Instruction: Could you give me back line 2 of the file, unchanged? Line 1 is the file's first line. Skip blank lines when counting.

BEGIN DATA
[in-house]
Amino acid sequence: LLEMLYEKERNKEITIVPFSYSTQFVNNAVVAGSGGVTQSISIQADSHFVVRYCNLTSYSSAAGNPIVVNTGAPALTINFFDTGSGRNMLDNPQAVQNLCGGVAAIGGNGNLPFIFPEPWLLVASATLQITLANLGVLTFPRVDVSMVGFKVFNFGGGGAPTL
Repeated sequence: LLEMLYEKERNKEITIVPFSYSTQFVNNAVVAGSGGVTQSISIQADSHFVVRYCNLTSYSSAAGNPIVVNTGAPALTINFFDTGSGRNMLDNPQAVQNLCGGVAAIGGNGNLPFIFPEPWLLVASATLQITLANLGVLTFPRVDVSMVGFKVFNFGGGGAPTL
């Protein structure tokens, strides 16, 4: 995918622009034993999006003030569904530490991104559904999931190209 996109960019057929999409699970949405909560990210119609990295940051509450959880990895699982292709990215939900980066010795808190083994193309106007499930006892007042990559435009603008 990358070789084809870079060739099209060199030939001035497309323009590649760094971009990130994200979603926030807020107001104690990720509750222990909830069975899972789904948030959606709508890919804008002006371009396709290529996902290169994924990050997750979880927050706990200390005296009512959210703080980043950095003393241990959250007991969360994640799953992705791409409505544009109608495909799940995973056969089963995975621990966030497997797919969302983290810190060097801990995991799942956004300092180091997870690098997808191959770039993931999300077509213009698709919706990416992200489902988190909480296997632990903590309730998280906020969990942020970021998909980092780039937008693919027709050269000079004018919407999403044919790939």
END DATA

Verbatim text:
Amino acid sequence: LLEMLYEKERNKEITIVPFSYSTQFVNNAVVAGSGGVTQSISIQADSHFVVRYCNLTSYSSAAGNPIVVNTGAPALTINFFDTGSGRNMLDNPQAVQNLCGGVAAIGGNGNLPFIFPEPWLLVASATLQITLANLGVLTFPRVDVSMVGFKVFNFGGGGAPTL